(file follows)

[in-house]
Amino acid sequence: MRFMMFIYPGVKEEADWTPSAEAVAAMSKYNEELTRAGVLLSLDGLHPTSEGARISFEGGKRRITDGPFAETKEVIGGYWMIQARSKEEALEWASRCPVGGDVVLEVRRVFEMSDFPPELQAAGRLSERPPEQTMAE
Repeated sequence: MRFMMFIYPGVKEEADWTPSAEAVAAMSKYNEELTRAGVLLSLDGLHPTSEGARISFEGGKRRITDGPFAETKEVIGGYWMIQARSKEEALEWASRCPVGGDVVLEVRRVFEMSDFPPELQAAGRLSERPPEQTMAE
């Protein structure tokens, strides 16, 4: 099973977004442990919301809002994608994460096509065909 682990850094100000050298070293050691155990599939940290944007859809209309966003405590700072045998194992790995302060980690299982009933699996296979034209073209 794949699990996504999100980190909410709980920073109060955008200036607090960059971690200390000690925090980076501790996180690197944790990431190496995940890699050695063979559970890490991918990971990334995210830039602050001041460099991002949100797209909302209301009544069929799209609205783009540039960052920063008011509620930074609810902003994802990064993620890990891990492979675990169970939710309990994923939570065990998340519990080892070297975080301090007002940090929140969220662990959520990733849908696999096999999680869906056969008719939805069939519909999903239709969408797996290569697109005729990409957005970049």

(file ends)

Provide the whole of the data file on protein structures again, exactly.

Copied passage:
[in-house]
Amino acid sequence: MRFMMFIYPGVKEEADWTPSAEAVAAMSKYNEELTRAGVLLSLDGLHPTSEGARISFEGGKRRITDGPFAETKEVIGGYWMIQARSKEEALEWASRCPVGGDVVLEVRRVFEMSDFPPELQAAGRLSERPPEQTMAE
Repeated sequence: MRFMMFIYPGVKEEADWTPSAEAVAAMSKYNEELTRAGVLLSLDGLHPTSEGARISFEGGKRRITDGPFAETKEVIGGYWMIQARSKEEALEWASRCPVGGDVVLEVRRVFEMSDFPPELQAAGRLSERPPEQTMAE
């Protein structure tokens, strides 16, 4: 099973977004442990919301809002994608994460096509065909 682990850094100000050298070293050691155990599939940290944007859809209309966003405590700072045998194992790995302060980690299982009933699996296979034209073209 794949699990996504999100980190909410709980920073109060955008200036607090960059971690200390000690925090980076501790996180690197944790990431190496995940890699050695063979559970890490991918990971990334995210830039602050001041460099991002949100797209909302209301009544069929799209609205783009540039960052920063008011509620930074609810902003994802990064993620890990891990492979675990169970939710309990994923939570065990998340519990080892070297975080301090007002940090929140969220662990959520990733849908696999096999999680869906056969008719939805069939519909999903239709969408797996290569697109005729990409957005970049």